The United States Citizenship and Immigeration Services (USCIS) on Feb 23 announced that it is reverting to the 2008 version of naturalisation civics test. The test will be available from March 1, 2021. This move will roll back the 2020 citizenship test, introduced by the Trump administration, which had political undertones. The 2008 version of the test is expected to make paths to US citizenship more accessible to eligible applicants.
According to USCIS, the 2020 test will be phased out on April 19, 2021. USCIS will give applicants the option to take either the 2020 civics test or the 2008 civics test for those who filed their application for naturalisation on or after December 1, 2020, and before March 1, 2021. Applicants filing on or after March 1, 2021, will take the 2008 test.
USCIS in a statement said, “this action is consistent with the framework of the Executive Order on Restoring Faith in Our Legal Immigration Systems, which directs a comprehensive review of the naturalisation process to eliminate barriers and make the process more accessible to all eligible individuals.”
“The decision to naturalise demonstrates an investment in and commitment to this country. USCIS is committed to administering a test that is an instrument of civic learning and fosters civic integration as part of the test preparation process,” emphasised the statement by USCIS.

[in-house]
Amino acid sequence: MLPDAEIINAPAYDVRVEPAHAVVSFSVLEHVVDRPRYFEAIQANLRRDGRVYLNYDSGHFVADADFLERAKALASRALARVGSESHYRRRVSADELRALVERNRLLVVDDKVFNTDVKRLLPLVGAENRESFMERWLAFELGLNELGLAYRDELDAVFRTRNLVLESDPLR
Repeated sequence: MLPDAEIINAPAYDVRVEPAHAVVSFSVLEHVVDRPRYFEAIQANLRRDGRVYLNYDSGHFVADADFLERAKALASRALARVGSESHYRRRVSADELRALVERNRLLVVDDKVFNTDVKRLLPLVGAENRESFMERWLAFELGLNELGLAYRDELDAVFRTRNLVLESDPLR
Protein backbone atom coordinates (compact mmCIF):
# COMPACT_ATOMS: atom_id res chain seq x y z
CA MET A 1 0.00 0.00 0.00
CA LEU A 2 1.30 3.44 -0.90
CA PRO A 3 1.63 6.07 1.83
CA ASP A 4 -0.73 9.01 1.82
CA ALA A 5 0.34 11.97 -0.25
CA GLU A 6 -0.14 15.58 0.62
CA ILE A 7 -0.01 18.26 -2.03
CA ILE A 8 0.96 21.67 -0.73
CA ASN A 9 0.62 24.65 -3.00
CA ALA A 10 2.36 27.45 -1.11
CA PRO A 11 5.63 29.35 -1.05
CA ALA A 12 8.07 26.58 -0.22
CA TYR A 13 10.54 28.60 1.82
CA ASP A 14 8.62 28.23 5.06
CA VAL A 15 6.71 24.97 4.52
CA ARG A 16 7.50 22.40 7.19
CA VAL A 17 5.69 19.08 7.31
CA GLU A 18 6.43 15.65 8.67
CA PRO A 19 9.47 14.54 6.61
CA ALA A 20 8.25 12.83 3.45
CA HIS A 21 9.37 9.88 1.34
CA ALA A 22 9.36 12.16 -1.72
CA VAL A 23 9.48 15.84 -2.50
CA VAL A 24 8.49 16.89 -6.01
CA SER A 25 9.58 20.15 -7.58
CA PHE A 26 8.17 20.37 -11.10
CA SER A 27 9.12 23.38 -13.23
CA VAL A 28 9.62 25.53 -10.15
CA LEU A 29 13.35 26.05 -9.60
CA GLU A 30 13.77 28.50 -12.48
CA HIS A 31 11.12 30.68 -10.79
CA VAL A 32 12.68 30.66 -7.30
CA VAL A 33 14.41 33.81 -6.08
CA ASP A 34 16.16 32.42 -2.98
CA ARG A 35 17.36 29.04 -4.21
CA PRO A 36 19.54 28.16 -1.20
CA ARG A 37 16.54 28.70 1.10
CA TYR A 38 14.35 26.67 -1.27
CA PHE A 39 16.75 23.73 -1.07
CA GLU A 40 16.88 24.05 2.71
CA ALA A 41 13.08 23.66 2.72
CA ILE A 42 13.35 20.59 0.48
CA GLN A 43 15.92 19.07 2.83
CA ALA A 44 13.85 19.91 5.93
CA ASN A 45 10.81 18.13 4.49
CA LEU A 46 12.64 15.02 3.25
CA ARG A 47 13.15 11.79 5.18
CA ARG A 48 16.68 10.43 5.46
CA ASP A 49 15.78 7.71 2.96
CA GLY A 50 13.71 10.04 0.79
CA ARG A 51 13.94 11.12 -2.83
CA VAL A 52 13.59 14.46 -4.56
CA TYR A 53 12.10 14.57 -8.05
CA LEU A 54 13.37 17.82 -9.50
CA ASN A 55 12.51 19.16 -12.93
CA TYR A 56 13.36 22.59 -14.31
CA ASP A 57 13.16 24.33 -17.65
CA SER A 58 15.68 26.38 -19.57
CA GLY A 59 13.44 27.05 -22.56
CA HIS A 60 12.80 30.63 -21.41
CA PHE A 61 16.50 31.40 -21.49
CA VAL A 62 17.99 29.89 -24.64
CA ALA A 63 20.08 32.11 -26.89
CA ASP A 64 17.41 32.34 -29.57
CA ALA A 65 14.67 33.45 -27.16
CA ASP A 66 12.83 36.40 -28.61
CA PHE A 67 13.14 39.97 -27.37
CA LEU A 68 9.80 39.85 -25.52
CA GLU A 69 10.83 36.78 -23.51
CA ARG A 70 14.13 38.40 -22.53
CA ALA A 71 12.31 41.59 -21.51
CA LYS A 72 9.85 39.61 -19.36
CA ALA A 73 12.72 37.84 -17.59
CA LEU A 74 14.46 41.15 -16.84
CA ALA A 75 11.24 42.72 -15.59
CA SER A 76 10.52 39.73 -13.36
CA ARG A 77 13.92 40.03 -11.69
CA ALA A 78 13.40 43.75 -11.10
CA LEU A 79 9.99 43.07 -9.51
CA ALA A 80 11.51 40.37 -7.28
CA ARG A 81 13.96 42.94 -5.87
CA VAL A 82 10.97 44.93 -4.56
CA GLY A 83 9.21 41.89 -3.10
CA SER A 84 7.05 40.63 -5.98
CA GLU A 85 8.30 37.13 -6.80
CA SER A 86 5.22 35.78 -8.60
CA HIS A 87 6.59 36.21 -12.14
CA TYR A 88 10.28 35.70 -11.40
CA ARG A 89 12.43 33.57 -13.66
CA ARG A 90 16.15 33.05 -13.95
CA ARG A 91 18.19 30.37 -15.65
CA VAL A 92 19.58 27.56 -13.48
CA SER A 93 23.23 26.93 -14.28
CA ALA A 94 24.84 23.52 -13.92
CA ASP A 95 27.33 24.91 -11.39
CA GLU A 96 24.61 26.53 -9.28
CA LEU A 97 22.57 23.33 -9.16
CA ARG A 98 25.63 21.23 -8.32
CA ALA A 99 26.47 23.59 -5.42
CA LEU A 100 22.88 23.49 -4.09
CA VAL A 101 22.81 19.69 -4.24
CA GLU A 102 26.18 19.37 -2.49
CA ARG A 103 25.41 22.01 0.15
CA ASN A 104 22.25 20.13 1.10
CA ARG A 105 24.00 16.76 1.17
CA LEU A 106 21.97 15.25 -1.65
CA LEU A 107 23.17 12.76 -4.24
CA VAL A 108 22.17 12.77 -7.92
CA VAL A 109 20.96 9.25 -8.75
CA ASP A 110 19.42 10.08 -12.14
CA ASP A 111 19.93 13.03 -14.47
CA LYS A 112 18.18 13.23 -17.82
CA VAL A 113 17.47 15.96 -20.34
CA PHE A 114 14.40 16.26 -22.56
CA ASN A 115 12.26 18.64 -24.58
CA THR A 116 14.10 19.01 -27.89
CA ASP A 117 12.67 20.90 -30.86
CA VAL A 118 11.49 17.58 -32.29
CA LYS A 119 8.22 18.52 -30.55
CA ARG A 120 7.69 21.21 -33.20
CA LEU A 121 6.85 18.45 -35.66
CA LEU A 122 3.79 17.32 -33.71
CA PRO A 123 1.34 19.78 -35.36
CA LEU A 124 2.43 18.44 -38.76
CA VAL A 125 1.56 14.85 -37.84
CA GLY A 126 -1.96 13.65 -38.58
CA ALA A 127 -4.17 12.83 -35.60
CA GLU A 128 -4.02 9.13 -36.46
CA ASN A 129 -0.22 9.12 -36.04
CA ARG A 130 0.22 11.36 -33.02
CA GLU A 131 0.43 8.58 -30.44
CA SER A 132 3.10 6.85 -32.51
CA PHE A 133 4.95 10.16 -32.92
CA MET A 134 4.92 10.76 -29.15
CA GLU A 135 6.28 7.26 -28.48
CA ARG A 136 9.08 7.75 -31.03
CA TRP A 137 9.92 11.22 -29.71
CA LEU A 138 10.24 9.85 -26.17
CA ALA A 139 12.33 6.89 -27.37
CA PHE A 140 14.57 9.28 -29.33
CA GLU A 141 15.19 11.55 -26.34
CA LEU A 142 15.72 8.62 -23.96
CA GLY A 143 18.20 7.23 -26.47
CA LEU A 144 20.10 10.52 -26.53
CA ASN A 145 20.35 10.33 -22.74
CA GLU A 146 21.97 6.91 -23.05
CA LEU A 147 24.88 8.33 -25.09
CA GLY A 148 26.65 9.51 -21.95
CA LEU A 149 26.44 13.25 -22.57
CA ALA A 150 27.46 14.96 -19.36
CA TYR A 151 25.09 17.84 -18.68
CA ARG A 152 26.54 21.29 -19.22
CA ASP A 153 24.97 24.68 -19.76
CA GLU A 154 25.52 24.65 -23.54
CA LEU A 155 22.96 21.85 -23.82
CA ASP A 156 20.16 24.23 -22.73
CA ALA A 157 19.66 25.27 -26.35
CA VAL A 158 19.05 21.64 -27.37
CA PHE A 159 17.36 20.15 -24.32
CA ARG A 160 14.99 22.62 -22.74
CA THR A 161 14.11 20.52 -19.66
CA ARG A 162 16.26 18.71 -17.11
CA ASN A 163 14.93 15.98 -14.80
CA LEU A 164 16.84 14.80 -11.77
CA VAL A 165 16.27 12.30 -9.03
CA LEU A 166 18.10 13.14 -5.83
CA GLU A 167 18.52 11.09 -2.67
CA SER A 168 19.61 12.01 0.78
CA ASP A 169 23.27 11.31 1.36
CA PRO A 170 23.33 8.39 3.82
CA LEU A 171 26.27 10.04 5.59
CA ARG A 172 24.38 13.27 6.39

Individuals applying for US citizenship by naturalisation have to give the civics test as per the statutory requirement. The naturalization test has two parts. The first part is an English test that assesses the applicant’s ability to read, write, and speak in English. The second part is a civics test. This test requires the applicants to demonstrate a knowledge and understanding of the fundamentals of the history, principles, and form of government of the United States.
The USCIS said, “The 2008 civics test was thoroughly developed over a multi-year period with the input of more than 150 organizations, which included English as a second language experts, educators, and historians, and was piloted before its implementation. USCIS aspires to make the process as accessible as possible as directed by President Biden’s request to review the process thoroughly.”